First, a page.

The Common Good

To Our College-Bound Children: Your Parents Will Be OK

News bulletin to Michael Gerson's firstborn son, my firstborn granddaughter, and the maybe 3 million other kids starting college this year: Your parents will be OK!

A high school graduate leaves the nest. Illustration by Mike Elliott/shutterstoc
A high school graduate leaves the nest. Illustration by Mike Elliott/shutterstock.com

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Gerson, a Washington Post columnist, wrote a touching op-ed piece Monday about his son's departure:

Eventually, the cosmologists assure us, our sun and all suns will consume their fuel, violently explode and then become cold and dark. Matter itself will evaporate into the void and the universe will become desolate for the rest of time.

This was the general drift of my thoughts as my wife and I dropped off my eldest son as a freshman at college. I put on my best face. But it is the worst thing that time has done to me so far. 

"Yeah," said my son-in-law, whose daughter leaves for college tomorrow. "That's basically what I've been thinking for a few months."

He's not alone — the article, "Saying goodbye to my child, the youngster," is all over Facebook. Assuming there are still teenagers who use Facebook, no doubt many of them have read it too.

Some of those college-bound teens may be concerned for their parents' sanity.

Kids, it's OK to relax. Your parents are probably normal.

Like you, they are facing a huge transition. For somewhere between 16 and 30 years, their number-one job — whatever else they did for a living — was to keep you safe, fed, clothed, educated, and civilized. If you're an only child or the baby of the family, they are now feeling jobless. Even if you have younger siblings, they are suddenly facing the reality that their job is winding down.

To say this another way: while a wonderful chapter in your life is about to begin, a wonderful chapter in theirs is about to end.

Does it seem weird that you feel excited while they feel morose? Well, endings are harder than beginnings. And it's usually easier to leave than to be left. You will miss your family, of course. You may even have moments of homesickness. But most of the time you'll be so busy doing new things that you won't have time for nostalgia. Your parents, by contrast, will run into reminders of your absence everywhere they turn. Your room will be unnaturally clean. The house will feel as quiet as a tomb. Your place at the table will be empty.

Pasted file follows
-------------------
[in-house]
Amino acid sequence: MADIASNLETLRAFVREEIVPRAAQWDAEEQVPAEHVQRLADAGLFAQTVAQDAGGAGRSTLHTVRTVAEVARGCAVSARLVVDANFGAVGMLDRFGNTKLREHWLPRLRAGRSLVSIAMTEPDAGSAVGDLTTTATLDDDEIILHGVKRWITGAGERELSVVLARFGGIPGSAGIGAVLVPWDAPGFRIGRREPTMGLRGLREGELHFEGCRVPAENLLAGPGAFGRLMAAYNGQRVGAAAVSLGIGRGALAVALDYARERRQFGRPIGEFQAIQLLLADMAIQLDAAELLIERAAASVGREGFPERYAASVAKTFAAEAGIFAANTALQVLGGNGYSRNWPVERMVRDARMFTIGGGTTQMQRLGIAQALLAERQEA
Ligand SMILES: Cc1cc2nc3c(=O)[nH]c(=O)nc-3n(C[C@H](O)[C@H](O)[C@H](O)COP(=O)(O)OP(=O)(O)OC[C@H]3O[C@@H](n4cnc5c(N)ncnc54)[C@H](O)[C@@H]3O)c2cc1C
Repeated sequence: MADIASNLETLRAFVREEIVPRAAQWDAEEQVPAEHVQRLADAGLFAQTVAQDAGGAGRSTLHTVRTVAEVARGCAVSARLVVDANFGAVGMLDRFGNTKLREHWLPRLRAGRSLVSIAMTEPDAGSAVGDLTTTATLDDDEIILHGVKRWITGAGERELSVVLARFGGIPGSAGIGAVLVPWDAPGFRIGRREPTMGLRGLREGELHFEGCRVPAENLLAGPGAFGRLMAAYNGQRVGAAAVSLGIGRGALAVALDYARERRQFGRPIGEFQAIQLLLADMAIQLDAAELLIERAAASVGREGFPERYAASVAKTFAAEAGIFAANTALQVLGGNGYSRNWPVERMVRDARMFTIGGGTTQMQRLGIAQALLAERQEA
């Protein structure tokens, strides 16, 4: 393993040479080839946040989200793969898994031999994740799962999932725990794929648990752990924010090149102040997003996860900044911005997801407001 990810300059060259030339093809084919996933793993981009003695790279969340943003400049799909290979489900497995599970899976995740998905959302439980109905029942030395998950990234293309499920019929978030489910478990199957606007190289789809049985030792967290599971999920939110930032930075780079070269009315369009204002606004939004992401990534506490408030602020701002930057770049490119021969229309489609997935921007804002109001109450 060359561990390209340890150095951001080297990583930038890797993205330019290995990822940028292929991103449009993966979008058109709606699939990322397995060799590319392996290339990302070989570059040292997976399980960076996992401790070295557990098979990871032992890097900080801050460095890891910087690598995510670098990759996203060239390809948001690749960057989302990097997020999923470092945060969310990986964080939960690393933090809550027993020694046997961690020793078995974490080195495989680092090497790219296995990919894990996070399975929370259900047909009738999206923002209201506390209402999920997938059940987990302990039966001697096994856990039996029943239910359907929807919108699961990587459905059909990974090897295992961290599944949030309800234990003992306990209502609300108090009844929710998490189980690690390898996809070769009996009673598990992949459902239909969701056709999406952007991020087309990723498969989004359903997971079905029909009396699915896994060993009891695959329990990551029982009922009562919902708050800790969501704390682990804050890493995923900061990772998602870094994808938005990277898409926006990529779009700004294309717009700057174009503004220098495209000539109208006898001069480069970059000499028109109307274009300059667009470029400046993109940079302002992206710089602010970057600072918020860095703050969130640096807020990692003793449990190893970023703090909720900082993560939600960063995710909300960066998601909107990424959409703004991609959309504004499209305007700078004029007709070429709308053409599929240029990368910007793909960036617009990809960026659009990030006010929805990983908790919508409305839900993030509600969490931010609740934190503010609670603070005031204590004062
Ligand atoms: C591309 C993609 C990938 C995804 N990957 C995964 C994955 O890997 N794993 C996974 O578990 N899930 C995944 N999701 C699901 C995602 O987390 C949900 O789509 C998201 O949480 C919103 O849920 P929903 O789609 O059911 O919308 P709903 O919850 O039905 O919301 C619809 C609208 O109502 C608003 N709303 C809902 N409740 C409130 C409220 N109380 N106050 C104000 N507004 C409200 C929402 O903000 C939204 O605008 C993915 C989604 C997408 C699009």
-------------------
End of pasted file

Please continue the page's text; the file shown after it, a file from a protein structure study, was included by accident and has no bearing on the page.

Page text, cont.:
Your parents know this, and are full of dread. So be kind to them. Hug them. Wait patiently for them to finish crying. But don't even for one moment feel guilty for leaving. Remember that they cried when you went to kindergarten too, yet they've never regretted sending you.

See, in their calmer moments, they are really thrilled that you're going to college. They know that some children are born without the mental ability to do college-level work. Some families don't have enough money to pay for a college education. Some kids get terrible grades in high school or simply don't want to go to college. But you've done well in school, a college has recognized your achievements, and you are motivated to continue to study and grow. Your parents are actually incredibly proud of you.

Another thing, something you may not want to hear. Your parents may weep loudly as they head for the parking lot, or they may just sniff a little. But whether they are demonstrative or restrained, they are not likely to cry for long. 

"I cried when we waved goodbye," one young man's mother told me last night. "And then I got in the car and drove about 10 miles and suddenly felt an enormous sense of relief."

What do parents do when their nest empties out? One father told me, "First you cry. Then you run around the house naked."

More inhibited parents discover that they can hold lengthy, interesting, and uninterrupted conversations, just the two of them. Or they begin cooking more exotic food, or redecorate the house, or go out more often because the car is always available. Some parents even go back to school.


Sure, they'll miss you. Yes, they will be excited when you come home (though if you bring enough dirty laundry, you may be able to curb their enthusiasm). But just as you are beginning a new and important and good stage in your life, so are they.

Which is why I'm not sure Mike Gerson was wise to end his sweet essay by saying, "My son...there will always be room for you." Well, yeah, your parents aren't going to turn you away at the door, even after they've turned your room into a guest room. And yes, they will love you deeply till the end of their days (and will be grateful if you remember to phone home occasionally).

But chances are, they're hoping that in four years, more or less, you'll have a job and a place of your own. They never intended to raise a permanent child. Their goal was always to help you become a responsible adult.And now you're taking a major step toward that goal.

Really — in spite of all appearances — your parents are glad.  

LaVonne Neff is an amateur theologian and cook; lover of language and travel; wife, mother, grandmother, godmother, dogmother; perpetual student, constant reader, and Christian contrarian. She blogs at Lively Dust and at The Neff Review.

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